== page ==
I get great satisfaction when working with my hands. When I do so I always ask why the item I am working on is as it is. One source of frustration I believe many have experienced it the lack of tool access. Sometimes n-1 fasteners are a breeze to access and the nth takes more time to remove than all the other combined.
I don’t recall from my machine design class ever addressing this real world situation. I learned how to size bolts, bearings, and cross-sections but I don’t recall any mention of tool access. I learned there existed standards for tool access when I entered industry. In the auto industry one thing you tried to avoid was the need for special tool kits. These were not cheap and every automobile dealer and repair shop needs to purchase the special kits if they intend to make the particular repair. As much as this was avoided 30 years ago (and I assume still today) these special kits existed.
While working in a different industry we were cleaning up a lab area. I came across an Allen Wrench (hex key) that did not make the usual 90 degree bend. It brought to mind the special kits I mentioned above. It had been modified to have a second bend nearly 90 degrees. I taped it to the wall in the design department with the following note. Do Not Design Anything That Needs a Tool Like This!
There are reasons a lack of tool access happens. Parts designed for one application may have been created with adequate access. The same item is later used on a different application and the surrounding space is already accounted for. But there are cases where there simply is not enough thought applied or too many bean counters controlling the design function.
As the Wyoming winter approaches there are things that need attention. Today two of those frustrations had to be addressed.
I have a generator for times when power goes out and an ATV (all terrain vehicles) for snow removal. Both have batteries for starting. Battery removal is more difficult than it should be for both.The generator can be manually started but if needed when it is -20F (-29C) that can be quite an effort.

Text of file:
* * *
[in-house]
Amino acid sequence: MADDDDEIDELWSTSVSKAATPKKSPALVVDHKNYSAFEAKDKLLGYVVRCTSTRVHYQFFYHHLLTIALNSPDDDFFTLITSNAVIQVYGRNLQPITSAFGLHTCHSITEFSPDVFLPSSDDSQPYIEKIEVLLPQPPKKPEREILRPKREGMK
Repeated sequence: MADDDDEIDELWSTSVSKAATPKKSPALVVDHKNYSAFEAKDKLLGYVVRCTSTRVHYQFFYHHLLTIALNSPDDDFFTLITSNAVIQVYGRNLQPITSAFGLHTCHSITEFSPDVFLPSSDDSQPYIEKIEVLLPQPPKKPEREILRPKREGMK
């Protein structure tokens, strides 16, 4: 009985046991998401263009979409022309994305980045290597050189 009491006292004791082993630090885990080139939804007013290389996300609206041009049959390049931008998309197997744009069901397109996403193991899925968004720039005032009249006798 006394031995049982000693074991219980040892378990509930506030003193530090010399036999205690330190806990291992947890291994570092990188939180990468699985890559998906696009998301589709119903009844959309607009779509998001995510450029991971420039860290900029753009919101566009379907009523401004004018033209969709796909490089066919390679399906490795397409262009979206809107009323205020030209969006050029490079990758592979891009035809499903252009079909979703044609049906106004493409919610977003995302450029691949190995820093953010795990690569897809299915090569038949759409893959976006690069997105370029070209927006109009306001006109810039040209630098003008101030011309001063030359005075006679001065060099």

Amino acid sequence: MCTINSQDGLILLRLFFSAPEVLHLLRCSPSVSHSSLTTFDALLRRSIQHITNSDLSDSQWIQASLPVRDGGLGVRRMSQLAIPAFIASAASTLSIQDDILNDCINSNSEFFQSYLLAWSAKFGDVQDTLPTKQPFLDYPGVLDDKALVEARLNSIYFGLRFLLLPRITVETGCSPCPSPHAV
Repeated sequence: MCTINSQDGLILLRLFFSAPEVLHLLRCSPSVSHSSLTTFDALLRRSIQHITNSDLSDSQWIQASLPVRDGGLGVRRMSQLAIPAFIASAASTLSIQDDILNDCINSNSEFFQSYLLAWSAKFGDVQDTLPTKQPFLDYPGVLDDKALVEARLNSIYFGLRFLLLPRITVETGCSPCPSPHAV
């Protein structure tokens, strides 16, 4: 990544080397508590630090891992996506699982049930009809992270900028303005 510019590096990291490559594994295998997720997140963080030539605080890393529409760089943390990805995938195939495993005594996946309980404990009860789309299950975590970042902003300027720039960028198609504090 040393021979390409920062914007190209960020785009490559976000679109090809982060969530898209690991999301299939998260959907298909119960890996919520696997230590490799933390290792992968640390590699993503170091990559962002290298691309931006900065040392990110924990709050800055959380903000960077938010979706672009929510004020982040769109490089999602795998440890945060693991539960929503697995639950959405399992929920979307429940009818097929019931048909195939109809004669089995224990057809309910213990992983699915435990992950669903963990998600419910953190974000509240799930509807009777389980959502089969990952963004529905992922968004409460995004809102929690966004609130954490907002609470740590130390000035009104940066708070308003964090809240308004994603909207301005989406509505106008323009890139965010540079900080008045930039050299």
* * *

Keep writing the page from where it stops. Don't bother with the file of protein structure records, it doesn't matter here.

For the ATV the battery is held in place with two screws and a padded flat metal bar across the width of the battery. This is an (n-1) example. One of the two screws has plenty of access and the other is under a plastic housing. What would make it more user friendly (for those who buy the products) would be to make the end of the retaining bar that is under the plastic housing, slip into a slot of some kind. The other end which is very accessible would use the one screw. This would eliminate one fastener, eliminate the captured nut or tapped hole (can’t see what is there) and make battery removal so much easier for little or no cost.
My solution which could easily be incorporated at the factory was to cut a slot on the end of the bar with poor tool access. Doing so eliminated the need to remove the hidden fastener. Just loosen enough to slip the retaining bar out then back in. You can rotate the retainer but it must pass over the positive terminal and the bar is grounded to the frame. Better to remove it.
For the generator I speculate this is the multi application issue. The same design is sold with and without battery start. These options don’t come cheap and if as in the auto industry, have a handsome margin. So why punish the big spenders?
The panel with all the outlets is welded to the frame. The panel extends quite a distance down to provide a billboard for the power rating. Behind the immovable plate lies the battery. Accessing the battery retainers and cables would be simple if the lower portion of the plate was either detachable or eliminated. Since I don’t transport the generator I leave the retainers off. Access to the cables is still more difficult than it need be.
So for those who have not yet entered industry let these two examples provide food for thought when you are designing equipment. Many small improvements can be incorporated for little or no cost prior to production release of the design.
Those about to enter industry seek out the senior engineers and ask for the standards books. Spend some time, even your own time, skimming through the manuals. They contain thousands of man-years of experience. Also spend time in the manufacturing and service facilities if possible. These efforts will provide an insight to what is not taught in class.
Photo 1 Is a top down view of the battery retainer.
Photo 2 You can see the hidden fastener and the modification to the retainer.
Photo 3 Is the generator. The bottom half of the battery can be seen.
Photo 4 Is the side view of the battery.
Photo 5 Shows the bottom half of the battery more clearly than photo 3.